Research in British Columbia has found evidence of nitrogen from fish in tree rings. The salmon that swim in the local rivers provide food for predators, such as bears and eagles, who leave the remains of the salmon lying around on the floor of the forest where it decomposes allowing the trees to absorb the nitrogen embedded in the bones of the salmon. In some cases, up to three-quarters of a tree’s nitrogen is from salmon. This implies that interfering in the life cycle of the salmon, for instance by commercial fishing, will impact on its predators, the forest and everything that is dependent on or interacts with the trees. The complex nature of these interconnections have been apparent to the aboriginal peoples of the world for a very long time [see ‘Blinded by reductionism‘ on August 24th, 2022]. To quote Suzanne Simard, ‘Mistreatment of one species is mistreatment of all. The rest of the planet has been waiting patiently for us to figure that out’.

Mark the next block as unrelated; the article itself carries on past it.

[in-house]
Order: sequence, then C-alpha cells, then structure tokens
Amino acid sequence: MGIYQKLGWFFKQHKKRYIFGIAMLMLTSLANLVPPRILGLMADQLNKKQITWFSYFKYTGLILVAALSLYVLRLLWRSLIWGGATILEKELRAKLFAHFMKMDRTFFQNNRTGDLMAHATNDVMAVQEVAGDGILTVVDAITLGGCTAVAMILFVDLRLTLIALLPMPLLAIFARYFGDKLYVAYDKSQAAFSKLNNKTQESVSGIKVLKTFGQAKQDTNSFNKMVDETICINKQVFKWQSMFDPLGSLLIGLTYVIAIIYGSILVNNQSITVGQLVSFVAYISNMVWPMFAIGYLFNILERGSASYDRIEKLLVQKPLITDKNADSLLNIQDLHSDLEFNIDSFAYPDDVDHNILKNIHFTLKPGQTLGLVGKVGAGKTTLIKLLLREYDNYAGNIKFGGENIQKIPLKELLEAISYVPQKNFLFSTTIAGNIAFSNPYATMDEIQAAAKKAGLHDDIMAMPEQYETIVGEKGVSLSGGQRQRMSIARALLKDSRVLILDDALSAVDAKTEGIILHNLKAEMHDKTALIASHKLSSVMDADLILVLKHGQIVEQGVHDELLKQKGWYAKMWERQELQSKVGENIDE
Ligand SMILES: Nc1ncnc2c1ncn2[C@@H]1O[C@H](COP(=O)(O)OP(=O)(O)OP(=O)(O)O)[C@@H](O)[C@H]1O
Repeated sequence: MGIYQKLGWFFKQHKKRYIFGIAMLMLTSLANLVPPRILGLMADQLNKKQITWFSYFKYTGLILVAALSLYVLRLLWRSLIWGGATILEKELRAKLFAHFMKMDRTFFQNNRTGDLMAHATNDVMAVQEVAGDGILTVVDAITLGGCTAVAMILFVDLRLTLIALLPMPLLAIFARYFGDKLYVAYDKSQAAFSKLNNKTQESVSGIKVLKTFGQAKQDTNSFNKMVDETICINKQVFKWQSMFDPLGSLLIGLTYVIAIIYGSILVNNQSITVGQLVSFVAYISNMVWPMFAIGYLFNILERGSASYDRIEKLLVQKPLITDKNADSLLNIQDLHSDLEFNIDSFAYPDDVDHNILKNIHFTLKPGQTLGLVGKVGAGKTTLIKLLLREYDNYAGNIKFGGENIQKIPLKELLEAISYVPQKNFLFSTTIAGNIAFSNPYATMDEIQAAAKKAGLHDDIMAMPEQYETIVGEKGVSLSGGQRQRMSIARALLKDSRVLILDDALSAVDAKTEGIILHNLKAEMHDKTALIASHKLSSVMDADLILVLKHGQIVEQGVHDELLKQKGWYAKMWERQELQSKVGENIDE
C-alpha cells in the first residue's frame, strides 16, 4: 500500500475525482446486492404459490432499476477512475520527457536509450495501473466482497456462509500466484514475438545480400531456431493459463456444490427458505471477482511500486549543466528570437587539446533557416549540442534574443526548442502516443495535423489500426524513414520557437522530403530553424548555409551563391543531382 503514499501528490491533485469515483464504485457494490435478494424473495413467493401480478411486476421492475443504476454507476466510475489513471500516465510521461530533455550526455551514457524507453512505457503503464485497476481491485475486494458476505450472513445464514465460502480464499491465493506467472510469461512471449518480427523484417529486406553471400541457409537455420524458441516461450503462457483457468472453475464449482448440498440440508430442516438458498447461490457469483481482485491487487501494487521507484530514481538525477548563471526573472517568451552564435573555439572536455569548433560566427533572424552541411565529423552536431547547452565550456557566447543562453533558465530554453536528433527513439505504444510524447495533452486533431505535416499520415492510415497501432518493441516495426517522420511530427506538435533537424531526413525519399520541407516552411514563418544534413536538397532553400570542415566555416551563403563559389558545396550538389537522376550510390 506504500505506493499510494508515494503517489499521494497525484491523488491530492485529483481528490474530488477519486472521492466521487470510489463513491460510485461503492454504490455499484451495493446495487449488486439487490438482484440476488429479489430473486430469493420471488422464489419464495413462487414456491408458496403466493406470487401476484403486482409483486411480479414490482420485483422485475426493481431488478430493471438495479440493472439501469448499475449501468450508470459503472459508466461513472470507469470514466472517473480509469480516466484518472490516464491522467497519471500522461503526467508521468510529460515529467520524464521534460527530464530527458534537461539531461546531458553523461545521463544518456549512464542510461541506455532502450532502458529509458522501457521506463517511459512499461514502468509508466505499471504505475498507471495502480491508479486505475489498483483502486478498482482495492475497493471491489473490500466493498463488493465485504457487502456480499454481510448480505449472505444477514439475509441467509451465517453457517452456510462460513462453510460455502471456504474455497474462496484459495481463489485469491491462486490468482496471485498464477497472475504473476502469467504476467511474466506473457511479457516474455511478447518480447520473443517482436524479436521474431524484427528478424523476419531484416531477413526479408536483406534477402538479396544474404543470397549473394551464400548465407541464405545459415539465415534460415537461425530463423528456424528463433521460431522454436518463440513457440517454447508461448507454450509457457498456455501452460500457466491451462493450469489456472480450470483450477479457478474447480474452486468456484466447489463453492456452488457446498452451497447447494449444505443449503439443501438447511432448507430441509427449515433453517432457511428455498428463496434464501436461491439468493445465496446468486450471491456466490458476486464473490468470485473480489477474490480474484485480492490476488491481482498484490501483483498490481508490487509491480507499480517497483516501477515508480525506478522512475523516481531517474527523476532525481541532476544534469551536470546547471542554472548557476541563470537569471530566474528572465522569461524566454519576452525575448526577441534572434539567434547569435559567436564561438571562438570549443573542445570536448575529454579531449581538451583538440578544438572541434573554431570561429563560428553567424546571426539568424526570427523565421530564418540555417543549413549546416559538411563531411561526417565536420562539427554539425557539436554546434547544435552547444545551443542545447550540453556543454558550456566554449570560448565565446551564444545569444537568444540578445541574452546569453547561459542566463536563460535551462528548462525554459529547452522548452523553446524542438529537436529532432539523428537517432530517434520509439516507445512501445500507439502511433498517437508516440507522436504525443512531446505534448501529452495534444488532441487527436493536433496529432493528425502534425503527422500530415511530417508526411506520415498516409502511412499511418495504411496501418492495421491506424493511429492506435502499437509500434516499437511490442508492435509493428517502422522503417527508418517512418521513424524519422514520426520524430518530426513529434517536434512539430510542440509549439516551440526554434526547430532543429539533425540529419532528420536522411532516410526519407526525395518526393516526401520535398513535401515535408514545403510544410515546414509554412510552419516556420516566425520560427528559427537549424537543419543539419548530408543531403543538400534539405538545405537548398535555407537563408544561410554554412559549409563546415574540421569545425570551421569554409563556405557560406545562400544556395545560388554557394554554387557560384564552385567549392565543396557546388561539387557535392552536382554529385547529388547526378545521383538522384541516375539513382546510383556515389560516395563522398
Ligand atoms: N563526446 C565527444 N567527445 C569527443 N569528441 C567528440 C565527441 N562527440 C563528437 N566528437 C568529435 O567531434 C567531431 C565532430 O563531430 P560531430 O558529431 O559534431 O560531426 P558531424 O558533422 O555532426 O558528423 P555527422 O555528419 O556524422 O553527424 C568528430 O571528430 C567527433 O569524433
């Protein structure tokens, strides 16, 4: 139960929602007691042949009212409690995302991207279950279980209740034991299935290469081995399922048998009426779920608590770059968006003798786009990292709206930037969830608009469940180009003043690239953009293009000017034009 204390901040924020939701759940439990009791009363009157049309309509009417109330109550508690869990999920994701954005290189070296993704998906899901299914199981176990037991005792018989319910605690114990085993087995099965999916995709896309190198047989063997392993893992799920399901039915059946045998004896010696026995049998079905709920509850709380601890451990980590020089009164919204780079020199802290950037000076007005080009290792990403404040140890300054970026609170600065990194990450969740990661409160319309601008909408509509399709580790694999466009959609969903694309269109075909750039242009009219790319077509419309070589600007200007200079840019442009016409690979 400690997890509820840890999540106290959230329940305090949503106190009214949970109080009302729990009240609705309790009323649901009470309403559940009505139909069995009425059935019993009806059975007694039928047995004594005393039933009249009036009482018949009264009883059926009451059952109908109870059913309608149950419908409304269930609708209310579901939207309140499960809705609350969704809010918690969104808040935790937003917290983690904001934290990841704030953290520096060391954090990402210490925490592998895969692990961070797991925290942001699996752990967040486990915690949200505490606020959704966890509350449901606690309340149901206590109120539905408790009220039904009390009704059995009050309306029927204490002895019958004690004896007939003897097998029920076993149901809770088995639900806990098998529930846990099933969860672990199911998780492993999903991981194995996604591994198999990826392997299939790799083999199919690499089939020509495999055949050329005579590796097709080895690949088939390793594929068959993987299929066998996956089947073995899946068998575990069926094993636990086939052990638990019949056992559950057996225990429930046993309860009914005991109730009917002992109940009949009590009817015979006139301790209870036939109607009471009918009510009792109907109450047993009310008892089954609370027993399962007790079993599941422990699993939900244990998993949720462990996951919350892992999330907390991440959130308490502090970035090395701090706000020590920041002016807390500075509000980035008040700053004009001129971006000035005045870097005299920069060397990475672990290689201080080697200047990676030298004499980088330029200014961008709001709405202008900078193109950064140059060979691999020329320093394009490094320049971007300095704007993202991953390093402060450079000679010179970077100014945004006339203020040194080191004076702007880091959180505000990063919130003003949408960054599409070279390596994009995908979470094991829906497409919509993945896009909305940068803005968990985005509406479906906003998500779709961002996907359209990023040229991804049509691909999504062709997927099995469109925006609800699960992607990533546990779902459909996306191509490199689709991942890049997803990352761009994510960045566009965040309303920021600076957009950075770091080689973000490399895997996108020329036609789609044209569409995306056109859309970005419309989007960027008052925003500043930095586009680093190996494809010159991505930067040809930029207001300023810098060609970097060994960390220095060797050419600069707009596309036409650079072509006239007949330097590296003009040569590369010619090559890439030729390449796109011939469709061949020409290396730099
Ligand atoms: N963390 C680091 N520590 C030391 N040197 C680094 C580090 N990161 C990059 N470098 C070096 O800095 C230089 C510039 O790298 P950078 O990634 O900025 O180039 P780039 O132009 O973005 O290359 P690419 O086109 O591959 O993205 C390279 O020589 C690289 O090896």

Source: Suzanne Simard, Finding the Mother Tree, Penguin, 2021.
Image: photograph of an original painting bought by the author in Beijing
I’ve always heard that colonists were taught by indigenous people to plant fish with their corn.